“Lymph, v.: to walk with a lisp.”
One of my favorite people asked me half-jokingly if “heretoforward” was a word. When she used it, I understood it in context.
My short answer to the question? Yes, because it conveyed meaning.
Is it proper? Who cares?
I added it to my dictionaries to ensure I use it in the future without being reminded of some arbitrary rule.
“Heretofore” is a ‘real’ word. It supposedly means ‘before now,’ or ‘previously.’
If that stupid word is a ‘real’ word, then so too is ‘heretoforward.’ English is stuffed with ridiculous words, thousands of them, most of them orphans.
It reminds me of the word ‘overmorrow,’ which means ‘the day after tomorrow.’ It’s a good word, one that shouldn’t have fallen out of favor. If we’re going to use logic, let’s take a hard look at some of the rules we take for granted, especially those which make it hard for regular people to immediately understand how our language can be used. I didn’t put the word ‘properly’ in that last sentence because ‘proper’ is a unicorn.
Regarding language, I am not a perfectionist and certainly not a purist. I like language that breaks things and evolves rapidly. If you search the ‘language’ or ‘grammar’ tags of my blog, I’ll probably irritate you with my consistent message: language exists in its present form because we politely agree that it does. It really is that simple.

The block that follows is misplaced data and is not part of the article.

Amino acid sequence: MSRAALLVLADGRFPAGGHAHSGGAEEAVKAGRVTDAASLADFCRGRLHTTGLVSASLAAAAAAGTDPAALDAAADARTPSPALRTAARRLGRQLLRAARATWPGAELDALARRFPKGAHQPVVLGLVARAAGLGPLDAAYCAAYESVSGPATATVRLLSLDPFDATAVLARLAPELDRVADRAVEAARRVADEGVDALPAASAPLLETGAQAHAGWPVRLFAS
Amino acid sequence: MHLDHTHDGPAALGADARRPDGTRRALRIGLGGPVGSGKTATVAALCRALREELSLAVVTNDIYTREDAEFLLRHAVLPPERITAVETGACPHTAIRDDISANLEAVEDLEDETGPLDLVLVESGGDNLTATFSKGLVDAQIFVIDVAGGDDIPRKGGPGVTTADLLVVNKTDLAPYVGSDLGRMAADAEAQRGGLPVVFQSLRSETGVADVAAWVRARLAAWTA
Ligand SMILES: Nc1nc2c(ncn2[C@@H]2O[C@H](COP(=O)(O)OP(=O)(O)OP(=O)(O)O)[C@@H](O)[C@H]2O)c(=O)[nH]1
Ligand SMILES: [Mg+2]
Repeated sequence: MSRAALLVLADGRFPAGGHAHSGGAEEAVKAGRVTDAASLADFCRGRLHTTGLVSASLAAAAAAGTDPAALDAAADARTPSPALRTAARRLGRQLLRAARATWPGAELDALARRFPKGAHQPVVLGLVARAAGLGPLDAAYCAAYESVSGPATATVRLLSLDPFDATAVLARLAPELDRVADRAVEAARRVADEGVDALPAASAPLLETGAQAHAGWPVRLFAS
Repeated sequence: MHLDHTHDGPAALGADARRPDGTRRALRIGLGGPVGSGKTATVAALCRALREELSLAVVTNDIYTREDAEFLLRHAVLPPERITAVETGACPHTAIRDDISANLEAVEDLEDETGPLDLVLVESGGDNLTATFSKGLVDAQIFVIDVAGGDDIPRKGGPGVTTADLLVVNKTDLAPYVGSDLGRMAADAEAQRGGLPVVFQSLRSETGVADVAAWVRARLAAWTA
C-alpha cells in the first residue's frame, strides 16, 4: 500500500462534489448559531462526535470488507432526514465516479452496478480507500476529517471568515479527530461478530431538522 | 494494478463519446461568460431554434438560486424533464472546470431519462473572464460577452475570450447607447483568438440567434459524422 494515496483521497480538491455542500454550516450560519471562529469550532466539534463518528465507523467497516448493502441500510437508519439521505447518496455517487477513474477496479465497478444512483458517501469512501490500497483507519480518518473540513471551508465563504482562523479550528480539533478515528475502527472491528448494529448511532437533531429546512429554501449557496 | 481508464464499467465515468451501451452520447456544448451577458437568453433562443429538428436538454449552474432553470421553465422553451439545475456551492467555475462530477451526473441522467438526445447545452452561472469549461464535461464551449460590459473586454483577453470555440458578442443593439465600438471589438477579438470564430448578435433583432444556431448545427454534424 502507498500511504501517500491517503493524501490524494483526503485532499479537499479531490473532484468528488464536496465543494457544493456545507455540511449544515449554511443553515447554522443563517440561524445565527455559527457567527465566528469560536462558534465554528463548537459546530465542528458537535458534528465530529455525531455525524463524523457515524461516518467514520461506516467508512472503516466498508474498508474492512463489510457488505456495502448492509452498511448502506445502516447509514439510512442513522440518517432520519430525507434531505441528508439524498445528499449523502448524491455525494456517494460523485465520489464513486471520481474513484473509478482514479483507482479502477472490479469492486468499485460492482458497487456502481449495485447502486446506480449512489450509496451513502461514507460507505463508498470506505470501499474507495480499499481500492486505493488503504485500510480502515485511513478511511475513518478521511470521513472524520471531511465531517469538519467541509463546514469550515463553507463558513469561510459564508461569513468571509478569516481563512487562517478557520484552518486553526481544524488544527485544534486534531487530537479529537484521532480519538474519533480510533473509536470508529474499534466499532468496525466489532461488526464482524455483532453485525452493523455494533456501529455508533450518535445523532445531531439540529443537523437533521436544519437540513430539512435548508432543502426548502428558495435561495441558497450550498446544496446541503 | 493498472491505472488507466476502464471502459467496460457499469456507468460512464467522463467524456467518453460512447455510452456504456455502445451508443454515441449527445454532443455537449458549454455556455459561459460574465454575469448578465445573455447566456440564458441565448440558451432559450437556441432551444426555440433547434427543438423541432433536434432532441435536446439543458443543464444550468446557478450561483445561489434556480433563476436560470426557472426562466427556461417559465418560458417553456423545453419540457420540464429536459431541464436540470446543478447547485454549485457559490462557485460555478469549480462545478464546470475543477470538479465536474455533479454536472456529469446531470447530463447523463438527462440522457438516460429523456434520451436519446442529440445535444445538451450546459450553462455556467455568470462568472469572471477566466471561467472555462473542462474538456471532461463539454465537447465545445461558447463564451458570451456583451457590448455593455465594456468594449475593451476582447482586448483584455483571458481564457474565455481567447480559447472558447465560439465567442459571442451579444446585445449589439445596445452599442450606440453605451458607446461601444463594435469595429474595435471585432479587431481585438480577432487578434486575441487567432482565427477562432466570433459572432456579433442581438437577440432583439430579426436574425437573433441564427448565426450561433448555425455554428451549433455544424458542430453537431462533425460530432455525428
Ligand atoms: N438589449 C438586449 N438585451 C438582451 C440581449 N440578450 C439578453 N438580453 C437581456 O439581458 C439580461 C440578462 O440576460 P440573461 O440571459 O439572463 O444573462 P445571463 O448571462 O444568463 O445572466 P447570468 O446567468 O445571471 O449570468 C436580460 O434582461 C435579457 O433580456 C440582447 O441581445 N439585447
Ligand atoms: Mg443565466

You can accuse me of laziness all you want. Heretoforward, it won’t bother me. I’ll be over here doing whatever I want with the language. I won’t stray too far because I’m not writing “A Clockwork Orange.” The point is to convey meaning. If I can do that while causing the purists’ hair to stand on end, even better.
Since I’m helping someone new learn a bit of Spanish, I find myself reminding her that English is a bastard language and trying to impose its arbitrary rules on other languages is a recipe for disgust.
P.S. Commenting to tell me how stupid I am wastes your time, not mine. Ha!